Ashis Nandy, 21 May 1998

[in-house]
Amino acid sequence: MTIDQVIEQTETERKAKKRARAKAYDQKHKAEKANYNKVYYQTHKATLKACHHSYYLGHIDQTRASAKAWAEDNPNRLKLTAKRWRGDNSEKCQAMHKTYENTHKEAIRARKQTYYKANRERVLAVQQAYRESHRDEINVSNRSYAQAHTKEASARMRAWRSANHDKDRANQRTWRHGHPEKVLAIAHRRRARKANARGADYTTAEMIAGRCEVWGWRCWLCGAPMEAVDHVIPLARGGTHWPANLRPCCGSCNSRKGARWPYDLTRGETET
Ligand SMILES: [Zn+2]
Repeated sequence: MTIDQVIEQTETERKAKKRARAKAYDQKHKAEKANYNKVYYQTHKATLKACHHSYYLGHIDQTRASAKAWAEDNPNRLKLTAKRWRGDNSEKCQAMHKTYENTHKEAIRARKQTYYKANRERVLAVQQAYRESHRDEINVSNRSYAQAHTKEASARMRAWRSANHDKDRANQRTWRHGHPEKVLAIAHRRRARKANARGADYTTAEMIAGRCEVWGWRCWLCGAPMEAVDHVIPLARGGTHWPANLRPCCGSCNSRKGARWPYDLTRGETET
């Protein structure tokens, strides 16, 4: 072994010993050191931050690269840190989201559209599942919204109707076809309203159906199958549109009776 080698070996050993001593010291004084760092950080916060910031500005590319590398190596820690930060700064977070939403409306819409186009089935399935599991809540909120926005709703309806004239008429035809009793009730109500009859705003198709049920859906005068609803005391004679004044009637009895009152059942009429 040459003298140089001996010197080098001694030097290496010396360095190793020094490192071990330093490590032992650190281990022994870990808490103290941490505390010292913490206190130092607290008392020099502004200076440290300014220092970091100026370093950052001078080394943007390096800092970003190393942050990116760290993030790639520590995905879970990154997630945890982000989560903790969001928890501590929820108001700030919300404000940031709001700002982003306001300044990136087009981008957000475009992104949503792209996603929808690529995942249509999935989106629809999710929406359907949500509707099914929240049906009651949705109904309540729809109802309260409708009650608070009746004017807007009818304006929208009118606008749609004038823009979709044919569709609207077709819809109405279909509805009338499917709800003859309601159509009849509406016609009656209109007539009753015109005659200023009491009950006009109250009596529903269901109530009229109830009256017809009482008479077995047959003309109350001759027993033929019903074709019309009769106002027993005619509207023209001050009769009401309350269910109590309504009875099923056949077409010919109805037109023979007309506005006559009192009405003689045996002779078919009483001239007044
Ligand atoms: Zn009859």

Is there something in modern South Asia’s intellectual culture that prompts scholars to separate the private from the public lives of their subjects and deploy the public as a defence against the private? What are the anxieties that afflict middle-class intellectuals whenever someone delves into the personality of a national hero? Are they afraid that their own inner lives and the ambivalences they live with might be exposed? Do the carefully crafted public selves they erect for their heroes hide deeper feelings of betrayal by those same heroes?